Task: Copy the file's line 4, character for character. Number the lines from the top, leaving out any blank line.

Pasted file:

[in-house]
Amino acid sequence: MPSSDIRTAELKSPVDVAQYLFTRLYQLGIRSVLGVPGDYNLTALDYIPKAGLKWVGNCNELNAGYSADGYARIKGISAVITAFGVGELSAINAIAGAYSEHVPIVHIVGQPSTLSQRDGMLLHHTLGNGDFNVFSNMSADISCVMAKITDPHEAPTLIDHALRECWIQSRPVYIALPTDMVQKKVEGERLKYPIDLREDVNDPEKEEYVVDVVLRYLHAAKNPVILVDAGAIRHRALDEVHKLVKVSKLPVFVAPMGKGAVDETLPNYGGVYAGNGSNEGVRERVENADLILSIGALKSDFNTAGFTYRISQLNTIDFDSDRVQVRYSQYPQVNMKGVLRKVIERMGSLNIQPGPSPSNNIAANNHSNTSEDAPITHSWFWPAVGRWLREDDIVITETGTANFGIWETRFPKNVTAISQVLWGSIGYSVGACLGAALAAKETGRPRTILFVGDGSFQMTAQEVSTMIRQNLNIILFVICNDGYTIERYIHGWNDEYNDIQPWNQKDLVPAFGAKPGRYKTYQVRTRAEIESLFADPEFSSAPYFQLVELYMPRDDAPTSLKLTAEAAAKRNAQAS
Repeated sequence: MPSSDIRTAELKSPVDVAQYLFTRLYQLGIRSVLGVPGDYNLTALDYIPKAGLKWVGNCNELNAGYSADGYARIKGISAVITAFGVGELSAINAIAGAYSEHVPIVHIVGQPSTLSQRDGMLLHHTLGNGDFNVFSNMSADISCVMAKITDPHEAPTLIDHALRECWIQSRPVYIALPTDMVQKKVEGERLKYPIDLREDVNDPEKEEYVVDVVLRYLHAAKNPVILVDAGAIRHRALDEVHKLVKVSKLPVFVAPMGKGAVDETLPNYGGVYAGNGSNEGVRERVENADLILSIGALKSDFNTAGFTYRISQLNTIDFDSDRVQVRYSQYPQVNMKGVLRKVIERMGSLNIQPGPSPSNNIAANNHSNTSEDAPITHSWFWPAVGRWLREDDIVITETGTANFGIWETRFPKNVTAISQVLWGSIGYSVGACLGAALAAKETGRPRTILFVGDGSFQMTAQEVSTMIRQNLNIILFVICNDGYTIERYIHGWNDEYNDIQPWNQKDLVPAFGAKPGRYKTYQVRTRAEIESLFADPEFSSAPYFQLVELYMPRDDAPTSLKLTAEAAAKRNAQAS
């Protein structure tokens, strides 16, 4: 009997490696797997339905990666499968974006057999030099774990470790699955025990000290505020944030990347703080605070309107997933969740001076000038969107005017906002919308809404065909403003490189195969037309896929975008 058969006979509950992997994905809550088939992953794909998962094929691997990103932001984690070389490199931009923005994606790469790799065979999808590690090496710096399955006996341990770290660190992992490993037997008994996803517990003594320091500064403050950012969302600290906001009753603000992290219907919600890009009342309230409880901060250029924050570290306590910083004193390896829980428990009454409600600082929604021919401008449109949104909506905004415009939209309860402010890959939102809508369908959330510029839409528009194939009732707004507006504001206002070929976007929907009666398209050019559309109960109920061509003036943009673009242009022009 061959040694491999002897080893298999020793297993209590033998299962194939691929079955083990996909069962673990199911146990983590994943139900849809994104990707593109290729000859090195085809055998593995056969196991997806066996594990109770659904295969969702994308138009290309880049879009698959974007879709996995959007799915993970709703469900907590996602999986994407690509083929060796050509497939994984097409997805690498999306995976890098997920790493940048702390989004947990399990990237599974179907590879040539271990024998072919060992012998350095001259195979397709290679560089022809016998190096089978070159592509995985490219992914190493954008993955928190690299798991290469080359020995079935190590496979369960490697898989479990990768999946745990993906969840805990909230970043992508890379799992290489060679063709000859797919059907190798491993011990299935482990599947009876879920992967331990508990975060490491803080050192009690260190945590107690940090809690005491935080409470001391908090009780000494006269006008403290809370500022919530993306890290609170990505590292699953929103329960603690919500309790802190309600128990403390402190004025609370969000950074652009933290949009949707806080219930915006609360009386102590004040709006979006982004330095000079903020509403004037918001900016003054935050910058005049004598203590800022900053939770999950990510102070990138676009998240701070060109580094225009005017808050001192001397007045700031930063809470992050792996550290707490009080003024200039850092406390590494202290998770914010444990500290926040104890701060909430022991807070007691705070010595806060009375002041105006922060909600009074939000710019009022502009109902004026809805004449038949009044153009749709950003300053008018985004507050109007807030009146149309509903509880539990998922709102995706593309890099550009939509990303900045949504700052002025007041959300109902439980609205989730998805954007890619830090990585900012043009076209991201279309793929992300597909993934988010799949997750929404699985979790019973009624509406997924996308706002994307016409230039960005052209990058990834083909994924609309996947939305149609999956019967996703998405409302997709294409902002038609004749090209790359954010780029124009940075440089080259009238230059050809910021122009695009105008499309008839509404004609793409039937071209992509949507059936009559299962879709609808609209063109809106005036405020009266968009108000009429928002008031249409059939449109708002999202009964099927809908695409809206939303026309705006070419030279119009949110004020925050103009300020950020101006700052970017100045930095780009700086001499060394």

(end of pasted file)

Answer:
């Protein structure tokens, strides 16, 4: 009997490696797997339905990666499968974006057999030099774990470790699955025990000290505020944030990347703080605070309107997933969740001076000038969107005017906002919308809404065909403003490189195969037309896929975008 058969006979509950992997994905809550088939992953794909998962094929691997990103932001984690070389490199931009923005994606790469790799065979999808590690090496710096399955006996341990770290660190992992490993037997008994996803517990003594320091500064403050950012969302600290906001009753603000992290219907919600890009009342309230409880901060250029924050570290306590910083004193390896829980428990009454409600600082929604021919401008449109949104909506905004415009939209309860402010890959939102809508369908959330510029839409528009194939009732707004507006504001206002070929976007929907009666398209050019559309109960109920061509003036943009673009242009022009 061959040694491999002897080893298999020793297993209590033998299962194939691929079955083990996909069962673990199911146990983590994943139900849809994104990707593109290729000859090195085809055998593995056969196991997806066996594990109770659904295969969702994308138009290309880049879009698959974007879709996995959007799915993970709703469900907590996602999986994407690509083929060796050509497939994984097409997805690498999306995976890098997920790493940048702390989004947990399990990237599974179907590879040539271990024998072919060992012998350095001259195979397709290679560089022809016998190096089978070159592509995985490219992914190493954008993955928190690299798991290469080359020995079935190590496979369960490697898989479990990768999946745990993906969840805990909230970043992508890379799992290489060679063709000859797919059907190798491993011990299935482990599947009876879920992967331990508990975060490491803080050192009690260190945590107690940090809690005491935080409470001391908090009780000494006269006008403290809370500022919530993306890290609170990505590292699953929103329960603690919500309790802190309600128990403390402190004025609370969000950074652009933290949009949707806080219930915006609360009386102590004040709006979006982004330095000079903020509403004037918001900016003054935050910058005049004598203590800022900053939770999950990510102070990138676009998240701070060109580094225009005017808050001192001397007045700031930063809470992050792996550290707490009080003024200039850092406390590494202290998770914010444990500290926040104890701060909430022991807070007691705070010595806060009375002041105006922060909600009074939000710019009022502009109902004026809805004449038949009044153009749709950003300053008018985004507050109007807030009146149309509903509880539990998922709102995706593309890099550009939509990303900045949504700052002025007041959300109902439980609205989730998805954007890619830090990585900012043009076209991201279309793929992300597909993934988010799949997750929404699985979790019973009624509406997924996308706002994307016409230039960005052209990058990834083909994924609309996947939305149609999956019967996703998405409302997709294409902002038609004749090209790359954010780029124009940075440089080259009238230059050809910021122009695009105008499309008839509404004609793409039937071209992509949507059936009559299962879709609808609209063109809106005036405020009266968009108000009429928002008031249409059939449109708002999202009964099927809908695409809206939303026309705006070419030279119009949110004020925050103009300020950020101006700052970017100045930095780009700086001499060394």